Freeing the monkey

Should we free the monkey or keep it and feed it? That’s where we are in our lives.
I’ve tried to free the monkey off my back and My Sweet Al keeps his on a leash. He’s even named his, “It’s Mine.”
It was time for Lisa, our organizer, aka marriage therapist, to help us again. My Sweet Al spent hours telling stories to Lisa about every item that came out of his closet.
I found it humorous as I listened to the two of them. She treated his things with the upmost respect and his stories with patient attention. I would have thrown those shirts into a black sack and passed them on. He tried on a brand new pair of western boots he had never worn. They were too small when he bought them; he worried he would never get his money out of them, so he said he’d just keep them. Apparently, she said the right thing because they ended up in the consignment sack.
I was not off the hook either. I spent the day emptying a five-drawer filing cabinet and four-drawer desk, with most of it going into the burn pile. Everything left is now filed and in place in the desk and the filing cabinet is gone.
This whole process wears me out. This monkey seems docile enough, even trained to entertain, but demands all of our attention. I’m ready for it to go to another owner. Someone else who needs to feel empowered. They can pet the monkey for awhile.
Our daughter called and invited us on her road trip to Salida. Road trips with the girls and Al are trying a new restaurant, buying a few keepsakes and listening to a good book on tape. It all sounded fun.
I said to her, “Salida? What in the world is in Salida? I was born and raised in Colorado and I remember Salida as a little girl. Not much there. A little farming town.”
“Not any more. It’s the new hot spot for the 30-plus, bars, eateries, gourmet restaurants and antique shops. The up-and-comers are moving into Salida from Denver and remodeling those cute gingerbread homes.
She had heard about a new shop called “Free the Monkey.” She said her mission was to pick up a couple of antiques she had passed up a month earlier. She wanted to find them again. So, some of us are still acquiring and the others are trying to scale down.
I said, “I am going along for the adventure. I need to get away from all the junk I’m sorting. I’m not buying. Don’t let me buy. Please, don’t let me bring one thing home.”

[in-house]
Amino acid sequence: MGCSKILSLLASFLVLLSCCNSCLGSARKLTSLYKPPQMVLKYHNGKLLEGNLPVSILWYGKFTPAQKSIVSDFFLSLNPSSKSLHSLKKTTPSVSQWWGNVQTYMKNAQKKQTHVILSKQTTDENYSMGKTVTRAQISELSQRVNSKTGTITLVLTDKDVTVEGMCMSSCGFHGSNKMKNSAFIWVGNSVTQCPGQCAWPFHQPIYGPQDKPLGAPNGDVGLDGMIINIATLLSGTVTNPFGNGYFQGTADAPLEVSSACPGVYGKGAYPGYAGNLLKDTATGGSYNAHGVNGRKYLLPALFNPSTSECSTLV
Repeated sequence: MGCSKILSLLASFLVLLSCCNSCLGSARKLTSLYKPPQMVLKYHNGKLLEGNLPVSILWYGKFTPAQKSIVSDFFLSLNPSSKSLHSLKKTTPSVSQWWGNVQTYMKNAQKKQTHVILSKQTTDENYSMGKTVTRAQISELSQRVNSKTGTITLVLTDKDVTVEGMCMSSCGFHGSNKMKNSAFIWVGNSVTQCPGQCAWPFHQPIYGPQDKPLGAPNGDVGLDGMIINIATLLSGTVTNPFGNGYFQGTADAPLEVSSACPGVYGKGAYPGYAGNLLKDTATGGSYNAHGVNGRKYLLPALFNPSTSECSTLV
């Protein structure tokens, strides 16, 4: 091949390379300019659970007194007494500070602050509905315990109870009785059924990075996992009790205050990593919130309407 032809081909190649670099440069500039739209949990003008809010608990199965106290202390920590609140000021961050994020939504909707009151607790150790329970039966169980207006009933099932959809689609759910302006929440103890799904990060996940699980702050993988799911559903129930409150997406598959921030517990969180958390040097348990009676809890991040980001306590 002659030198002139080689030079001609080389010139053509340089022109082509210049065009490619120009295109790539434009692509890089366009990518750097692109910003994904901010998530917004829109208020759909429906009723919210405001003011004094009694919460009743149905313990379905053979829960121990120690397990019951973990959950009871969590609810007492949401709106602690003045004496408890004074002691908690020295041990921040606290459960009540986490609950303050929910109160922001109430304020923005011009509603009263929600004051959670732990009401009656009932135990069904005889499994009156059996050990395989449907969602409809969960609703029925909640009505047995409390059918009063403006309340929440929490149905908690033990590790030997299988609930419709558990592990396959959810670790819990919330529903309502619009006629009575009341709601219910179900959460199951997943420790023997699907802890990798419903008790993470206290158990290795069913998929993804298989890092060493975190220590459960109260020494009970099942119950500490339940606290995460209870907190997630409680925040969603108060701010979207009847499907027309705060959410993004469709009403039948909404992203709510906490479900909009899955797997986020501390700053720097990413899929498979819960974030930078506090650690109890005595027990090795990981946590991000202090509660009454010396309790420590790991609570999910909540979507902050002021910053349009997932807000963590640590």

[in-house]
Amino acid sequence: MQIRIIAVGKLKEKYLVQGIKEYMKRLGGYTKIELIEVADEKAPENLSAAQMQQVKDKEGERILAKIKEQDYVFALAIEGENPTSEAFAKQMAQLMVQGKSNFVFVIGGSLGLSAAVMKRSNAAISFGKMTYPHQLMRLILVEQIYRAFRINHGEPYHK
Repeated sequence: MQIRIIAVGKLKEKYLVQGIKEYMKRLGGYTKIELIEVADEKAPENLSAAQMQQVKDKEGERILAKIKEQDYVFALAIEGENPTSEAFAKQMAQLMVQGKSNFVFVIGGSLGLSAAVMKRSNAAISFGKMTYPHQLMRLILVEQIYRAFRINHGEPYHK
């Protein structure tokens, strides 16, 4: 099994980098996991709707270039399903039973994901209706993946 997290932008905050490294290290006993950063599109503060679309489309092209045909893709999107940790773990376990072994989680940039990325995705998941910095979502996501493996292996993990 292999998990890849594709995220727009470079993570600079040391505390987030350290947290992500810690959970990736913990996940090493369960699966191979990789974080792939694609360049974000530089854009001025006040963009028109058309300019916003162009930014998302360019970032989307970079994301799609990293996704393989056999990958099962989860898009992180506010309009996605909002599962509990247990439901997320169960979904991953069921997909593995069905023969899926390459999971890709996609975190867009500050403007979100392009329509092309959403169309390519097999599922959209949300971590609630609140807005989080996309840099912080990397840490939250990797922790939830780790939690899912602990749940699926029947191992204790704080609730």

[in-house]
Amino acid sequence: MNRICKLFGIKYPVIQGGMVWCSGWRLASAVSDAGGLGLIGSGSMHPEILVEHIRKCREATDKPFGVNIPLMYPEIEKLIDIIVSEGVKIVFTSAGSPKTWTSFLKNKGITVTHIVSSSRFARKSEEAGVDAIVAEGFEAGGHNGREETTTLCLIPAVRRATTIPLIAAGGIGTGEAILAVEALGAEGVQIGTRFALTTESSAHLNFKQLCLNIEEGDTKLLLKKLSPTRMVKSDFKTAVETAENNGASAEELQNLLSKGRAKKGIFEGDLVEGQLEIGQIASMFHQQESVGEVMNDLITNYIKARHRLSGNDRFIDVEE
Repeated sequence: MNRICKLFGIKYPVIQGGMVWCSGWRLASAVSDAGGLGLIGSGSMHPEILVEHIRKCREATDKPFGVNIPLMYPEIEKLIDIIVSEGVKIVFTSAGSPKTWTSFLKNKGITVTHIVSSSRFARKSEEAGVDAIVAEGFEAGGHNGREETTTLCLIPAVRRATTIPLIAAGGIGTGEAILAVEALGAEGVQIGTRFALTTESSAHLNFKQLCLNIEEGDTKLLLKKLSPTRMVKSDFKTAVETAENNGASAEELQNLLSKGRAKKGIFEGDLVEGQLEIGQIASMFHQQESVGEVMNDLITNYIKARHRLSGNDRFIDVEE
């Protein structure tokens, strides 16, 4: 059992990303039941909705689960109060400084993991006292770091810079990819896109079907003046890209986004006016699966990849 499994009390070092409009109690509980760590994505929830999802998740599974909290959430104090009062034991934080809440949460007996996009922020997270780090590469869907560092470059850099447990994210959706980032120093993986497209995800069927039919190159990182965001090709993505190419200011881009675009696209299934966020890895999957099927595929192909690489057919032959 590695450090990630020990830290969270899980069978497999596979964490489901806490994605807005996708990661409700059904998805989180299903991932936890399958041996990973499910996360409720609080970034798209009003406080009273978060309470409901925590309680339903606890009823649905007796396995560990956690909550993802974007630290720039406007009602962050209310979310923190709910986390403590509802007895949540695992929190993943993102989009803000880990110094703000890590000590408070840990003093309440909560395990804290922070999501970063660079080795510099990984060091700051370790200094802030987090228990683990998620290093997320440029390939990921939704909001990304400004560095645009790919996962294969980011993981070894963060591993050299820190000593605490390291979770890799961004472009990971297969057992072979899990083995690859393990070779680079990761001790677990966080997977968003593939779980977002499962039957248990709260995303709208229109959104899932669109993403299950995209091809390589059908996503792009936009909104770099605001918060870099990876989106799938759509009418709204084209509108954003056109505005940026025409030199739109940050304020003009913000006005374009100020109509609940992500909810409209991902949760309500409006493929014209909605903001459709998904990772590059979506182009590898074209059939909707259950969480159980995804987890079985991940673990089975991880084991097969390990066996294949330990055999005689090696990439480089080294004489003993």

My Sweet Al and I and our two daughters set out to discover an old town with new progressive ideas. We sat in our driveway for 15 minutes, made final bathroom trips into the house, read the backs of books on tapes, getting prepared for the drive.
Our daughter said, “Traveling with older people will be a different experience. It’s going to be a leisurely day and will be fun. I can see it already.”
We laughed and pulled out of the driveway. We weren’t but 1 mile down the Lower Blanco before she spotted a huge garage sale. She jerked the wheel and turned into the neighbor’s front yard. We all sprung out of the car without any prompting. I left my purse in the car, not to be tempted.
Of course, we found things we couldn’t resist, like stadium seats, a wicker plant stand and other things that called our names. The back end of the car was filled and we made plans to pick up other purchases the next day.
It was fun seeing several neighbors we hadn’t seen since our last big garage sale. I recognized the mother of the man who bought Al’s dead turtle. Apparently, Al was still holding on to it in his mind. “That was my mother’s pet turtle, her initials are written on it in fingernail polish. The turtle had gotten lost in the garage.”
I was content and ready to go home and wanted to call it a day. But no, the day had just begun. My daughter said, “Let’s take this stuff back to the house; we won’t have room for what we might find.”
We turned around and drove home with other people’s things. Our daughter hit the garage door button and pulled quietly into the garage and closed the door. We were sneaking back onto our own property. We knew if our son saw us he would give us a lecture. He had been helping us get rid of things. Now we were sneaking a few treasures onto the property and we didn’t want him to ruin our fun.
We hit Salida’s antique stores and bought our fair share of things and loved everything we bought. What were we thinking? We had just spent weeks getting rid of things and now there is new junk in our garage.
Our daughter asked if it bothered us that so many expensive items we were seeing we had sold in the last few years for a few dollars. Like Al’s mother’s purple grapes, which we sold for $5 and were for sale for $350. Life is weird.
We keep moving the monkey from one neighbor to another. Setting the monkey free is harder than one would think. We will feed it until the next garage sale until we can pass it on to one of the other neighbors.
Final brushstroke: It hit me odd — all the breweries spilled out onto main street, each packed with 50 or so yuppies in their North Face puffer jackets, laughing, drinking and freezing. Life’s a zoo with caged monkeys. We happily headed home to our slower lifestyle and our own monkeys. Our daughter just called and said, “How about another roadtrip this weekend to Gunnison?”
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This story was posted on April 12, 2018.